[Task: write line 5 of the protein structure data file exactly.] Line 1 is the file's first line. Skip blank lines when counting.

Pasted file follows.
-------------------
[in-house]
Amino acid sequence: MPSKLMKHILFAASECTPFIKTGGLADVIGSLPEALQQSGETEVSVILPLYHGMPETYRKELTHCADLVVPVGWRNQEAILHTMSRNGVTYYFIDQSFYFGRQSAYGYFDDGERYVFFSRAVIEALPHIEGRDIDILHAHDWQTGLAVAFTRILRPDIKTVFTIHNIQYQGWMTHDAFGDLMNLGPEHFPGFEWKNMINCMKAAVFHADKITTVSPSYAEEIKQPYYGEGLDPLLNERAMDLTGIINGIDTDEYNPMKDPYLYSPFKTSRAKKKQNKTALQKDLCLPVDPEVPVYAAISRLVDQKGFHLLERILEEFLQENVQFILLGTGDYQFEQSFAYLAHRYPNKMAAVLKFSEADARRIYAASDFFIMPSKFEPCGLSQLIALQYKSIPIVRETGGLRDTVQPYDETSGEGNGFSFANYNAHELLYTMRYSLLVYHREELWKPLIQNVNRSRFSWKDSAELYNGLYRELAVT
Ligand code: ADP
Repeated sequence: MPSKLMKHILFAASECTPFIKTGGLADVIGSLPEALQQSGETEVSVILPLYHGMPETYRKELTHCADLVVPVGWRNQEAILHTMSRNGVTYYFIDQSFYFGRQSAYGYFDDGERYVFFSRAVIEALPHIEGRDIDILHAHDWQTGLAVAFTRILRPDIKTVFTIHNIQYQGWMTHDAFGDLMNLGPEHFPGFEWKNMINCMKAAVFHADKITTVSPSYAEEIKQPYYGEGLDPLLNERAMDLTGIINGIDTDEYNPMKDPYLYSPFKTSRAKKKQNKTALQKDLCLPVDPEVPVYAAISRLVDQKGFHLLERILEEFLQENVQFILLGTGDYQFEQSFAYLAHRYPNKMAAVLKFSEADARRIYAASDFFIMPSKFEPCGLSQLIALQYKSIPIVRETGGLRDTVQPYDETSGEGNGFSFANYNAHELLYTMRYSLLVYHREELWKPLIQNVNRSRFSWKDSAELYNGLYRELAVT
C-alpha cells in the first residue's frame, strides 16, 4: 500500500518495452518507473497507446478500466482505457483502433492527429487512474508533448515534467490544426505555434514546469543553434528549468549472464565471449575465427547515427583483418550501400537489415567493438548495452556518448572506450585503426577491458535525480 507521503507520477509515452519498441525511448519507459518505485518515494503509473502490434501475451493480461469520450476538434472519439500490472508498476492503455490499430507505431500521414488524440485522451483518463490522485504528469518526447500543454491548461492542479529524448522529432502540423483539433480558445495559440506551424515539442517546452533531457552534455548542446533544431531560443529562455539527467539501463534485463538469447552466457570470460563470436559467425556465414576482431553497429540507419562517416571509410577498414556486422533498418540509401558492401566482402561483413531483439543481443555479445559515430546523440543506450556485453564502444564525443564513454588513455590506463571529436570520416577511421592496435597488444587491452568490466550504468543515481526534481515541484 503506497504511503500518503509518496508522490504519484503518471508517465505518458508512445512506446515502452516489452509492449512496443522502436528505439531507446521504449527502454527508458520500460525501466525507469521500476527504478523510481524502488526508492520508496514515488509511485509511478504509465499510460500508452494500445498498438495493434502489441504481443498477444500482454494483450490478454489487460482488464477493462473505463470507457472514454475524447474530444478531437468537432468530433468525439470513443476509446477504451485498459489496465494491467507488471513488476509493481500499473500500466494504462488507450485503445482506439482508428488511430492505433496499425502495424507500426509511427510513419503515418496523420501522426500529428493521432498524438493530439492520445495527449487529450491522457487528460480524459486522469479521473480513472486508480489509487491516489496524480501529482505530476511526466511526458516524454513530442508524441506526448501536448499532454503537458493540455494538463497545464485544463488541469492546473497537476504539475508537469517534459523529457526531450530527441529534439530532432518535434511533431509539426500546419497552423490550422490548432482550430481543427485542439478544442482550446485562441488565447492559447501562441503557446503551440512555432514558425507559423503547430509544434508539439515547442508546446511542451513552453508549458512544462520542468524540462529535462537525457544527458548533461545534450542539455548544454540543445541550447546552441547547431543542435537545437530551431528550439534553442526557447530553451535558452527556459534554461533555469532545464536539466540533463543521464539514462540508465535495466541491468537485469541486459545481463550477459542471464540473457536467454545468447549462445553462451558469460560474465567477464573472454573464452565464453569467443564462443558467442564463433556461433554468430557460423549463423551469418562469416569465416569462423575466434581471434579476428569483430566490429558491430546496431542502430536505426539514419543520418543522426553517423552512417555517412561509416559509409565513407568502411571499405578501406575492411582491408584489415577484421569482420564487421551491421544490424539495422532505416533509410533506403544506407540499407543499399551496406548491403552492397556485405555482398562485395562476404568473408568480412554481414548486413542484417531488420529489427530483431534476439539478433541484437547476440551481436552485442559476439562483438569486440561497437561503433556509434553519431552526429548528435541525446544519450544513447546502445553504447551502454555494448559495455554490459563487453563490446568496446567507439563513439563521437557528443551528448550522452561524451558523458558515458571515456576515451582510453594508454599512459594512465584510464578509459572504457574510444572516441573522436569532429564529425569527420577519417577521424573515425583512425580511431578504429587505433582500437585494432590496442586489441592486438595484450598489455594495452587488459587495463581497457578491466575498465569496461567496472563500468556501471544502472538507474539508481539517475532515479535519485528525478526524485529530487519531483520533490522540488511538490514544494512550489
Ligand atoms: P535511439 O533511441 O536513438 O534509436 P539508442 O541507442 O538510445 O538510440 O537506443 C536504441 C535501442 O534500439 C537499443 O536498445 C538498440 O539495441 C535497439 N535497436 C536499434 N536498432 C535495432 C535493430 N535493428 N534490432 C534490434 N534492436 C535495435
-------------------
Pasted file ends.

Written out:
C-alpha cells in the first residue's frame, strides 16, 4: 500500500518495452518507473497507446478500466482505457483502433492527429487512474508533448515534467490544426505555434514546469543553434528549468549472464565471449575465427547515427583483418550501400537489415567493438548495452556518448572506450585503426577491458535525480 507521503507520477509515452519498441525511448519507459518505485518515494503509473502490434501475451493480461469520450476538434472519439500490472508498476492503455490499430507505431500521414488524440485522451483518463490522485504528469518526447500543454491548461492542479529524448522529432502540423483539433480558445495559440506551424515539442517546452533531457552534455548542446533544431531560443529562455539527467539501463534485463538469447552466457570470460563470436559467425556465414576482431553497429540507419562517416571509410577498414556486422533498418540509401558492401566482402561483413531483439543481443555479445559515430546523440543506450556485453564502444564525443564513454588513455590506463571529436570520416577511421592496435597488444587491452568490466550504468543515481526534481515541484 503506497504511503500518503509518496508522490504519484503518471508517465505518458508512445512506446515502452516489452509492449512496443522502436528505439531507446521504449527502454527508458520500460525501466525507469521500476527504478523510481524502488526508492520508496514515488509511485509511478504509465499510460500508452494500445498498438495493434502489441504481443498477444500482454494483450490478454489487460482488464477493462473505463470507457472514454475524447474530444478531437468537432468530433468525439470513443476509446477504451485498459489496465494491467507488471513488476509493481500499473500500466494504462488507450485503445482506439482508428488511430492505433496499425502495424507500426509511427510513419503515418496523420501522426500529428493521432498524438493530439492520445495527449487529450491522457487528460480524459486522469479521473480513472486508480489509487491516489496524480501529482505530476511526466511526458516524454513530442508524441506526448501536448499532454503537458493540455494538463497545464485544463488541469492546473497537476504539475508537469517534459523529457526531450530527441529534439530532432518535434511533431509539426500546419497552423490550422490548432482550430481543427485542439478544442482550446485562441488565447492559447501562441503557446503551440512555432514558425507559423503547430509544434508539439515547442508546446511542451513552453508549458512544462520542468524540462529535462537525457544527458548533461545534450542539455548544454540543445541550447546552441547547431543542435537545437530551431528550439534553442526557447530553451535558452527556459534554461533555469532545464536539466540533463543521464539514462540508465535495466541491468537485469541486459545481463550477459542471464540473457536467454545468447549462445553462451558469460560474465567477464573472454573464452565464453569467443564462443558467442564463433556461433554468430557460423549463423551469418562469416569465416569462423575466434581471434579476428569483430566490429558491430546496431542502430536505426539514419543520418543522426553517423552512417555517412561509416559509409565513407568502411571499405578501406575492411582491408584489415577484421569482420564487421551491421544490424539495422532505416533509410533506403544506407540499407543499399551496406548491403552492397556485405555482398562485395562476404568473408568480412554481414548486413542484417531488420529489427530483431534476439539478433541484437547476440551481436552485442559476439562483438569486440561497437561503433556509434553519431552526429548528435541525446544519450544513447546502445553504447551502454555494448559495455554490459563487453563490446568496446567507439563513439563521437557528443551528448550522452561524451558523458558515458571515456576515451582510453594508454599512459594512465584510464578509459572504457574510444572516441573522436569532429564529425569527420577519417577521424573515425583512425580511431578504429587505433582500437585494432590496442586489441592486438595484450598489455594495452587488459587495463581497457578491466575498465569496461567496472563500468556501471544502472538507474539508481539517475532515479535519485528525478526524485529530487519531483520533490522540488511538490514544494512550489